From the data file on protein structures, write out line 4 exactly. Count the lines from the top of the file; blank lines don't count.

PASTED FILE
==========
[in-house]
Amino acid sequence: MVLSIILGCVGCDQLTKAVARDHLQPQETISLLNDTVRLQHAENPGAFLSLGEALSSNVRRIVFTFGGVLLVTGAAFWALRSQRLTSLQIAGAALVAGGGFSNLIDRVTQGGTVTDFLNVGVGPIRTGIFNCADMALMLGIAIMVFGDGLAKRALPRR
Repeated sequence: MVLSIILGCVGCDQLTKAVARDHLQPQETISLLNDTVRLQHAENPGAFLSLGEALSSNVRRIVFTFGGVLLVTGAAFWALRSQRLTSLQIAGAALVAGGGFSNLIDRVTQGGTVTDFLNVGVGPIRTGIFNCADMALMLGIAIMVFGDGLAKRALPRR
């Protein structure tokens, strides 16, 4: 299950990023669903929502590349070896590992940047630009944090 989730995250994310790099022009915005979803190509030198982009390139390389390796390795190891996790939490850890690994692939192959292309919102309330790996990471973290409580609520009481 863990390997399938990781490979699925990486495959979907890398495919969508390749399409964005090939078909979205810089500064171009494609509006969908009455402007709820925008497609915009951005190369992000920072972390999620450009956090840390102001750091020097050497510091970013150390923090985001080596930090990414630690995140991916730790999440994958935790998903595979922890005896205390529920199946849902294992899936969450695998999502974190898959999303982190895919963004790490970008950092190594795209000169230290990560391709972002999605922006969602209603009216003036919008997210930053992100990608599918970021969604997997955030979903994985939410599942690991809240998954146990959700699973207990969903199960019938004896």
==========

């Protein structure tokens, strides 16, 4: 299950990023669903929502590349070896590992940047630009944090 989730995250994310790099022009915005979803190509030198982009390139390389390796390795190891996790939490850890690994692939192959292309919102309330790996990471973290409580609520009481 863990390997399938990781490979699925990486495959979907890398495919969508390749399409964005090939078909979205810089500064171009494609509006969908009455402007709820925008497609915009951005190369992000920072972390999620450009956090840390102001750091020097050497510091970013150390923090985001080596930090990414630690995140991916730790999440994958935790998903595979922890005896205390529920199946849902294992899936969450695998999502974190898959999303982190895919963004790490970008950092190594795209000169230290990560391709972002999605922006969602209603009216003036919008997210930053992100990608599918970021969604997997955030979903994985939410599942690991809240998954146990959700699973207990969903199960019938004896």